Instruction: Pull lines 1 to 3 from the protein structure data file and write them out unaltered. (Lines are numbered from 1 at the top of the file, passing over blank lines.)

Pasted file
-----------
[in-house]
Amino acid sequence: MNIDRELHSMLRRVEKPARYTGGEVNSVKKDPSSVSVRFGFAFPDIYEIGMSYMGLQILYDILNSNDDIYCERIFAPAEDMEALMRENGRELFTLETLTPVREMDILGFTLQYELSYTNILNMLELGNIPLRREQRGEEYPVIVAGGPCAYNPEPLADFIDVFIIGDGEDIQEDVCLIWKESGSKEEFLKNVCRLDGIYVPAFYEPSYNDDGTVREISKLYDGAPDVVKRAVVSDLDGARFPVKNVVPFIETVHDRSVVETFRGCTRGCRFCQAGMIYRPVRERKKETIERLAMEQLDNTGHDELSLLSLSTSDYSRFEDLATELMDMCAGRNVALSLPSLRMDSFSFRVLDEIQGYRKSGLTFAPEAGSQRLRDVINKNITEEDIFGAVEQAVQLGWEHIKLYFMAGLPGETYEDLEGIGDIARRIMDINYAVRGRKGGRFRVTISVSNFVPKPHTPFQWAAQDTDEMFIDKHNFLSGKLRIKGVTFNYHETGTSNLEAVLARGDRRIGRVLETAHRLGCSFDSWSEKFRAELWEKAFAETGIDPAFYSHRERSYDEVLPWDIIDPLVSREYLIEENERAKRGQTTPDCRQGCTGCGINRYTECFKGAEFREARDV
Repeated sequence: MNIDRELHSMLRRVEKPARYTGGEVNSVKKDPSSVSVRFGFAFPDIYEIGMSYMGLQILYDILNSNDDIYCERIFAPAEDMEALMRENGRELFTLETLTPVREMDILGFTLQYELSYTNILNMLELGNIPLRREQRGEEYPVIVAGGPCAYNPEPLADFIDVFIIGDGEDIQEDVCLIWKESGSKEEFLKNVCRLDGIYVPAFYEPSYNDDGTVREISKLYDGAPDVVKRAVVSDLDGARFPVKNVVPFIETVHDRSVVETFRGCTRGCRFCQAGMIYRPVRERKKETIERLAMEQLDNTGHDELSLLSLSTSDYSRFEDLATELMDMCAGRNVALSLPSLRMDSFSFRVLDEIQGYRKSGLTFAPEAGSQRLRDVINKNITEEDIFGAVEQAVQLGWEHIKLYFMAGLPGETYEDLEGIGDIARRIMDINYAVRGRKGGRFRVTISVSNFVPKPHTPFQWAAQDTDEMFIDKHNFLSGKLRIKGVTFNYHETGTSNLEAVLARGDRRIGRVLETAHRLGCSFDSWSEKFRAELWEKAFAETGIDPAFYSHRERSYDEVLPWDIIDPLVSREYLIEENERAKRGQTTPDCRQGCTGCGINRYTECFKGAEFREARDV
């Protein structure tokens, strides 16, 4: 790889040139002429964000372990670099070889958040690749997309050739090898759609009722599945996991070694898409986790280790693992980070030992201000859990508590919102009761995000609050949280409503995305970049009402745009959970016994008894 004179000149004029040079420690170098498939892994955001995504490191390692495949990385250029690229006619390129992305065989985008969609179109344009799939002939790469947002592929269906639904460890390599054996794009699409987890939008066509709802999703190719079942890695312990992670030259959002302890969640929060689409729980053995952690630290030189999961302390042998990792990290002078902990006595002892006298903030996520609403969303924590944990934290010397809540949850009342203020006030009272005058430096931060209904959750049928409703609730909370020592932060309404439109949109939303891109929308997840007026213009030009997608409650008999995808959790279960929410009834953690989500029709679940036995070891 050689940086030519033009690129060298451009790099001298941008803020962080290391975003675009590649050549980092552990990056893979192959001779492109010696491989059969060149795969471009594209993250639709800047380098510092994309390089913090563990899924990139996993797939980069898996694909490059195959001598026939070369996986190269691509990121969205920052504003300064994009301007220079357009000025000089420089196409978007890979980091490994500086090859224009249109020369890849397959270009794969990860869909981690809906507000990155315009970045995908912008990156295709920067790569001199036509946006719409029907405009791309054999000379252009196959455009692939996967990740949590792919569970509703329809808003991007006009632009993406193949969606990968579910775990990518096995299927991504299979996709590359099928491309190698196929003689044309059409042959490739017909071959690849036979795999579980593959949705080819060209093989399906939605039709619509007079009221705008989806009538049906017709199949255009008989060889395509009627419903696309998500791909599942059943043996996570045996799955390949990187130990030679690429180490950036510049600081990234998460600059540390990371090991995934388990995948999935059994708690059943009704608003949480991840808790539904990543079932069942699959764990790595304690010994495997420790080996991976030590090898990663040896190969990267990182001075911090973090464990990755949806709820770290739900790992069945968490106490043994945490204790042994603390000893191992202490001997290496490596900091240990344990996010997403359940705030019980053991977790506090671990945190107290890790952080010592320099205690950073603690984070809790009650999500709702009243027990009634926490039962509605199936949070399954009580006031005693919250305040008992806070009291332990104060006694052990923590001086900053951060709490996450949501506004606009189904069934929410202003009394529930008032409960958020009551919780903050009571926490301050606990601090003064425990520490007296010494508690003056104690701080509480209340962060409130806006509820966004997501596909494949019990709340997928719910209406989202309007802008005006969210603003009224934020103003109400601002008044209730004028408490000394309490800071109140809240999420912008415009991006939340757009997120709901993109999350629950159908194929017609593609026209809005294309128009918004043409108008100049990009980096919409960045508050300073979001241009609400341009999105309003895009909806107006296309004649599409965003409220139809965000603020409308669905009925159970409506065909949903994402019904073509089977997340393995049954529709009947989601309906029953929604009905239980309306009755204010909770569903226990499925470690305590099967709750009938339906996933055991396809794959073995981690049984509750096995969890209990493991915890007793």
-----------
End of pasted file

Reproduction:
[in-house]
Amino acid sequence: MNIDRELHSMLRRVEKPARYTGGEVNSVKKDPSSVSVRFGFAFPDIYEIGMSYMGLQILYDILNSNDDIYCERIFAPAEDMEALMRENGRELFTLETLTPVREMDILGFTLQYELSYTNILNMLELGNIPLRREQRGEEYPVIVAGGPCAYNPEPLADFIDVFIIGDGEDIQEDVCLIWKESGSKEEFLKNVCRLDGIYVPAFYEPSYNDDGTVREISKLYDGAPDVVKRAVVSDLDGARFPVKNVVPFIETVHDRSVVETFRGCTRGCRFCQAGMIYRPVRERKKETIERLAMEQLDNTGHDELSLLSLSTSDYSRFEDLATELMDMCAGRNVALSLPSLRMDSFSFRVLDEIQGYRKSGLTFAPEAGSQRLRDVINKNITEEDIFGAVEQAVQLGWEHIKLYFMAGLPGETYEDLEGIGDIARRIMDINYAVRGRKGGRFRVTISVSNFVPKPHTPFQWAAQDTDEMFIDKHNFLSGKLRIKGVTFNYHETGTSNLEAVLARGDRRIGRVLETAHRLGCSFDSWSEKFRAELWEKAFAETGIDPAFYSHRERSYDEVLPWDIIDPLVSREYLIEENERAKRGQTTPDCRQGCTGCGINRYTECFKGAEFREARDV
Repeated sequence: MNIDRELHSMLRRVEKPARYTGGEVNSVKKDPSSVSVRFGFAFPDIYEIGMSYMGLQILYDILNSNDDIYCERIFAPAEDMEALMRENGRELFTLETLTPVREMDILGFTLQYELSYTNILNMLELGNIPLRREQRGEEYPVIVAGGPCAYNPEPLADFIDVFIIGDGEDIQEDVCLIWKESGSKEEFLKNVCRLDGIYVPAFYEPSYNDDGTVREISKLYDGAPDVVKRAVVSDLDGARFPVKNVVPFIETVHDRSVVETFRGCTRGCRFCQAGMIYRPVRERKKETIERLAMEQLDNTGHDELSLLSLSTSDYSRFEDLATELMDMCAGRNVALSLPSLRMDSFSFRVLDEIQGYRKSGLTFAPEAGSQRLRDVINKNITEEDIFGAVEQAVQLGWEHIKLYFMAGLPGETYEDLEGIGDIARRIMDINYAVRGRKGGRFRVTISVSNFVPKPHTPFQWAAQDTDEMFIDKHNFLSGKLRIKGVTFNYHETGTSNLEAVLARGDRRIGRVLETAHRLGCSFDSWSEKFRAELWEKAFAETGIDPAFYSHRERSYDEVLPWDIIDPLVSREYLIEENERAKRGQTTPDCRQGCTGCGINRYTECFKGAEFREARDV